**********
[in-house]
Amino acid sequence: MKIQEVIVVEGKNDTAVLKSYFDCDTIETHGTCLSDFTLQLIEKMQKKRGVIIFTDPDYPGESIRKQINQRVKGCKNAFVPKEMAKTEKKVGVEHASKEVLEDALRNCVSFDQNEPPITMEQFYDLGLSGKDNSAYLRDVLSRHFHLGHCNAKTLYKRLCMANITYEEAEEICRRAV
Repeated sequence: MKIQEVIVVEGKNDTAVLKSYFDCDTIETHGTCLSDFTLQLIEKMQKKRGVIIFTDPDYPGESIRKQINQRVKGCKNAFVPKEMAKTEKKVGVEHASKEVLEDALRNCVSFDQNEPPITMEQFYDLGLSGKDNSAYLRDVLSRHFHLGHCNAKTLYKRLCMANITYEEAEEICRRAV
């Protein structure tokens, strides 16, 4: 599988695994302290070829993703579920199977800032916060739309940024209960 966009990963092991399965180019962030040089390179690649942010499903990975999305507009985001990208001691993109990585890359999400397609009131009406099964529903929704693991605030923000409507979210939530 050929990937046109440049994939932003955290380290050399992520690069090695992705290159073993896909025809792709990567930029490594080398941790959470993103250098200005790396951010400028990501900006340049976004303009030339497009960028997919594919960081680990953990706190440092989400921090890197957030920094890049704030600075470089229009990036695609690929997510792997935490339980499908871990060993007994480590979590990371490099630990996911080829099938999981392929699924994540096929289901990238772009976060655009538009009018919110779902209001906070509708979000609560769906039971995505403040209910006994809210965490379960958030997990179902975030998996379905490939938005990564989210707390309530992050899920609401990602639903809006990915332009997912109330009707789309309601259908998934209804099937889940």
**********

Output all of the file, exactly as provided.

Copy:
[in-house]
Amino acid sequence: MKIQEVIVVEGKNDTAVLKSYFDCDTIETHGTCLSDFTLQLIEKMQKKRGVIIFTDPDYPGESIRKQINQRVKGCKNAFVPKEMAKTEKKVGVEHASKEVLEDALRNCVSFDQNEPPITMEQFYDLGLSGKDNSAYLRDVLSRHFHLGHCNAKTLYKRLCMANITYEEAEEICRRAV
Repeated sequence: MKIQEVIVVEGKNDTAVLKSYFDCDTIETHGTCLSDFTLQLIEKMQKKRGVIIFTDPDYPGESIRKQINQRVKGCKNAFVPKEMAKTEKKVGVEHASKEVLEDALRNCVSFDQNEPPITMEQFYDLGLSGKDNSAYLRDVLSRHFHLGHCNAKTLYKRLCMANITYEEAEEICRRAV
């Protein structure tokens, strides 16, 4: 599988695994302290070829993703579920199977800032916060739309940024209960 966009990963092991399965180019962030040089390179690649942010499903990975999305507009985001990208001691993109990585890359999400397609009131009406099964529903929704693991605030923000409507979210939530 050929990937046109440049994939932003955290380290050399992520690069090695992705290159073993896909025809792709990567930029490594080398941790959470993103250098200005790396951010400028990501900006340049976004303009030339497009960028997919594919960081680990953990706190440092989400921090890197957030920094890049704030600075470089229009990036695609690929997510792997935490339980499908871990060993007994480590979590990371490099630990996911080829099938999981392929699924994540096929289901990238772009976060655009538009009018919110779902209001906070509708979000609560769906039971995505403040209910006994809210965490379960958030997990179902975030998996379905490939938005990564989210707390309530992050899920609401990602639903809006990915332009997912109330009707789309309601259908998934209804099937889940």